One of the world's most active volcanoes began erupting again on Hawaii's Big Island Thursday morning, sending a thick ribbon of lava from its summit down into the forests nearby.

The lava lake at the summit of Kilauea Volcano, located within Hawaii Volcanoes National Park near the southern end of the island, was still active Friday, according to officials with the U.S. Geological Survey office that monitors the volcano.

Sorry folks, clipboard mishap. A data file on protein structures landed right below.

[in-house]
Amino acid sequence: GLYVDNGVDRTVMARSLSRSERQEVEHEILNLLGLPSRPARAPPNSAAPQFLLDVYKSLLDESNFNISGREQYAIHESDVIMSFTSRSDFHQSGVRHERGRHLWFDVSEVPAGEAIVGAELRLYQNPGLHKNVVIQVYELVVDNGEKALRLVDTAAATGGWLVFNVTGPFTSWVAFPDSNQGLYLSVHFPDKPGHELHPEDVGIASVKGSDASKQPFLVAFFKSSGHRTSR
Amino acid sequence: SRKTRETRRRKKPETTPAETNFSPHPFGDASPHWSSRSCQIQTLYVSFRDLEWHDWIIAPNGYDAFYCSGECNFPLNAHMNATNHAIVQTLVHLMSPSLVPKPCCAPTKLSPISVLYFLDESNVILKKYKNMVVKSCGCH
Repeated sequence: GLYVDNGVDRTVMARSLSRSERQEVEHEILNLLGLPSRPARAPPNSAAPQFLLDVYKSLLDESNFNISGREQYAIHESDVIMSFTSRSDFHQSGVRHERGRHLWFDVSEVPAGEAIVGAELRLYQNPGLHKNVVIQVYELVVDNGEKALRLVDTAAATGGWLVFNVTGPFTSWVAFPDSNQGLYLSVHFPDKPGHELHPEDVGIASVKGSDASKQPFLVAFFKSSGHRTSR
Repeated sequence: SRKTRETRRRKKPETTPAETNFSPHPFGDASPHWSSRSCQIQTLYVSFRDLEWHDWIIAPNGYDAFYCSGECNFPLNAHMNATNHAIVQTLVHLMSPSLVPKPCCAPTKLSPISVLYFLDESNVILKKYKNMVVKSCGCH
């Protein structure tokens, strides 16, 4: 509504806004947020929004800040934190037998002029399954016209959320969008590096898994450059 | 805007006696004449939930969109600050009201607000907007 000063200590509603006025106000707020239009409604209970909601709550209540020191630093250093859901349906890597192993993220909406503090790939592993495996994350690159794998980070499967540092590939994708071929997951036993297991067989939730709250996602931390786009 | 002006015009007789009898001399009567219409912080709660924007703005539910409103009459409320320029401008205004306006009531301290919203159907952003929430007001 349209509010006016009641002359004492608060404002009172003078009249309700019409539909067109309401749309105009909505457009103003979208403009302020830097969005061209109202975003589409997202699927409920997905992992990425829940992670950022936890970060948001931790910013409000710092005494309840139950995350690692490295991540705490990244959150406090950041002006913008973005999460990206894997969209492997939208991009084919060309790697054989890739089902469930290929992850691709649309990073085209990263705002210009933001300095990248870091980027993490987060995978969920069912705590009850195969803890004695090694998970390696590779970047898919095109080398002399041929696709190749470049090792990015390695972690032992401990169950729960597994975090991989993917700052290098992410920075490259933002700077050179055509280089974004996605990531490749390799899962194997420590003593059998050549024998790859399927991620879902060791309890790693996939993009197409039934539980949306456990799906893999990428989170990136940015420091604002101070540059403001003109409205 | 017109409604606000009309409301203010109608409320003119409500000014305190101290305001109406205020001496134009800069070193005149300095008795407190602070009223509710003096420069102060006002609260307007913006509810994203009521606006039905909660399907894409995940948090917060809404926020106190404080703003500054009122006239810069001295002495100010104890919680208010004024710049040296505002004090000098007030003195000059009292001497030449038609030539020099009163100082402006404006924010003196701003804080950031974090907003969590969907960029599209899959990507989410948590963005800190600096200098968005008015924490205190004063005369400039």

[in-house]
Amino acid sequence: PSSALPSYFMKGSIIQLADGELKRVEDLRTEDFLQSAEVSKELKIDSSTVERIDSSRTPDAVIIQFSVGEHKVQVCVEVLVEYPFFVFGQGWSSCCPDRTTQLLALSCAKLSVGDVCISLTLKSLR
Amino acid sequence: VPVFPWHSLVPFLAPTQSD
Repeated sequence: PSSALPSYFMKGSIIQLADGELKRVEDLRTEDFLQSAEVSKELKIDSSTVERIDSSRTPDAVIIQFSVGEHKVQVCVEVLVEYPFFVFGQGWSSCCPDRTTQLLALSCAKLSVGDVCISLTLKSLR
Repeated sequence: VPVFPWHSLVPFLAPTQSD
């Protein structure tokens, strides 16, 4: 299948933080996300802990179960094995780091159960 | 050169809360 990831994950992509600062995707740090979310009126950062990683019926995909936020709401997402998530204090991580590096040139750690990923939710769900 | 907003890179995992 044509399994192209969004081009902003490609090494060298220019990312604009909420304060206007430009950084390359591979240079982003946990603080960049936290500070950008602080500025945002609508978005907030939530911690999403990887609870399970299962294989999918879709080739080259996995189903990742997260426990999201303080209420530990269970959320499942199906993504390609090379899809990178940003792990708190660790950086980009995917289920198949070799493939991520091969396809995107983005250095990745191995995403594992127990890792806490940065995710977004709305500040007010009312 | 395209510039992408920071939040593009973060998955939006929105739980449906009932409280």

The volcano's lava flow posed no threat to surrounding communities at this time, they added, "but [they] are being monitored closely," as some of the lava flows "are marked by smoke plumes where lava is creeping into the forest."

Hawaii's Kilauea Volcano
© Reuters
Hawaii's Kilauea Volcano, seen from the air as it erupted Thursday.
Lava from the volcano had moved about half a mile in less than 24 hours, a witness told Reuters, and was headed toward a subdivision called Eden Roc, where about 450 people live.

Reuters reports that a magnitude 3.8 earthquake occurred beneath the volcano on Thursday, and "low levels of seismic activities continue across the volcano," USGS added.